• jordancrahan

Understanding ESG Part One - The Environment

Updated: Apr 12, 2020

While socially responsible investing in one form or another has been around practically as long as investing itself has been an activity, the rise of ESG investing is a more recent development that hopes to formalize how investors can honestly and accurately asses a companies impact on the environment, its employees and community, and how well the company itself is governed. Since many of our readers may be encountering ESG investing for the first time we wanted to take a moment and make sure we fully explain each component, what it is, and what it isn’t so that you can start your investing journey with a full understanding of how your activity can shape the world around you. Keep in mind that all ESG metrics are currently self-reported in some form or fashion, but more universal standards are being developed to cut down on individual reporting differences. The E in ESG stands for the environment. This metric tracks anything that a company does that impacts the environment, both positively and negatively. This can include but is not limited to:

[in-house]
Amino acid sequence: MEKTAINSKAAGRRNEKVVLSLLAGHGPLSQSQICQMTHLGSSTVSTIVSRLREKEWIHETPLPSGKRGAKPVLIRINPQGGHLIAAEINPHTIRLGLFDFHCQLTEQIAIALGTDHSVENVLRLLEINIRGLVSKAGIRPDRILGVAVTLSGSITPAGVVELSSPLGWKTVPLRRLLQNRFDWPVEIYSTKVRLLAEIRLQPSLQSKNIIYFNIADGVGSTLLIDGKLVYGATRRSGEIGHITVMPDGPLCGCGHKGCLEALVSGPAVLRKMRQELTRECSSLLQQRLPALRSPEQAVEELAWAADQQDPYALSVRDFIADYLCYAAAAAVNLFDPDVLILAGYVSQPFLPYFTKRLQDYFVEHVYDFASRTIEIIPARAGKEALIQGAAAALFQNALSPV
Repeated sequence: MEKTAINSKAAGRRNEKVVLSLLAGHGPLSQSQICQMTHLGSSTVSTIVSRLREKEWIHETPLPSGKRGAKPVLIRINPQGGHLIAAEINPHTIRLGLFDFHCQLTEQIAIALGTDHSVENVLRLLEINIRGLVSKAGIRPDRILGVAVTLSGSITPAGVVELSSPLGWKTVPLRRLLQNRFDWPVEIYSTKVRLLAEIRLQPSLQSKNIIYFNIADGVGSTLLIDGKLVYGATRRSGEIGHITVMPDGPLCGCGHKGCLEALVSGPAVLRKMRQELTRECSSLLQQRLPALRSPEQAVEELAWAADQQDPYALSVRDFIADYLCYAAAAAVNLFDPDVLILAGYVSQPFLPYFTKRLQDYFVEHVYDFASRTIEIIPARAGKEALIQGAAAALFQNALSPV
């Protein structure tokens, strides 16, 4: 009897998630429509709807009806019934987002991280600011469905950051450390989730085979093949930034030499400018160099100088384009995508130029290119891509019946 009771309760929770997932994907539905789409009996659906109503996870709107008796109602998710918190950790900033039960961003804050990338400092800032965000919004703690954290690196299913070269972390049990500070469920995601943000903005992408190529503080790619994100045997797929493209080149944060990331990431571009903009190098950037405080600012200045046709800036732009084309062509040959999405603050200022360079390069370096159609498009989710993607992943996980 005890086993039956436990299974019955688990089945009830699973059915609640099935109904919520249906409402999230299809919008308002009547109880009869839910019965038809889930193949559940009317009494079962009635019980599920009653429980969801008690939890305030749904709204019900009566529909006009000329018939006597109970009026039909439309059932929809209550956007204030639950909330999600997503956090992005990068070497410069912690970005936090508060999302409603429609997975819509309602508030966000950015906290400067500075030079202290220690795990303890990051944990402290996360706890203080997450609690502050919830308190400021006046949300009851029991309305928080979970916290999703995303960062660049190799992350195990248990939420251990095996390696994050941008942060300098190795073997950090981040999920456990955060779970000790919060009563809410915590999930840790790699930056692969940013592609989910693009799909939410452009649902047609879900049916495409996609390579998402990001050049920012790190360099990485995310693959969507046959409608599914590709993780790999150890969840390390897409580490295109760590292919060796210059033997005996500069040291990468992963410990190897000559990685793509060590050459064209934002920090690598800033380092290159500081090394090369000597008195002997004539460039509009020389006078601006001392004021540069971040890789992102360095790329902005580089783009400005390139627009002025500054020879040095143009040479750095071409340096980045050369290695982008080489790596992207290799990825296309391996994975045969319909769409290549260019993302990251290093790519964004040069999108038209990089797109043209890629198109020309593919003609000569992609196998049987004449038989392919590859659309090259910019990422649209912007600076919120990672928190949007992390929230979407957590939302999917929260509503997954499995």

Total emissions

Use and disposal of toxic materials

Land use and its impacts

Renewable energy use

Supply chain sourcing

Investments in green technology

Recycling programs

Carbon Offsets

Other sustainability initiatives


When interpreting this type of data there are a couple of helpful things to keep in mind. While it is useful to interpret a companies overall score as either positive or negative you can get additional context by comparing it to other scores from companies in the same industry. Comparing Boeing to Chevron doesn’t necessarily help you as much as comparing Shell and Chevron. It is also important to know that ESG investing typically takes a more active approach to making change than simply avoiding “bad” companies. You are welcome to use our tools to screen out “bad” companies if you like but in order to get the most out of an ESG investing strategy consider using these scores to identify areas of opportunity where investors can help push a company to change in a positive way. Simply ignoring companies that contribute to the problem doesn’t go as far as trying to play an active role in getting these companies to become part of the solution.

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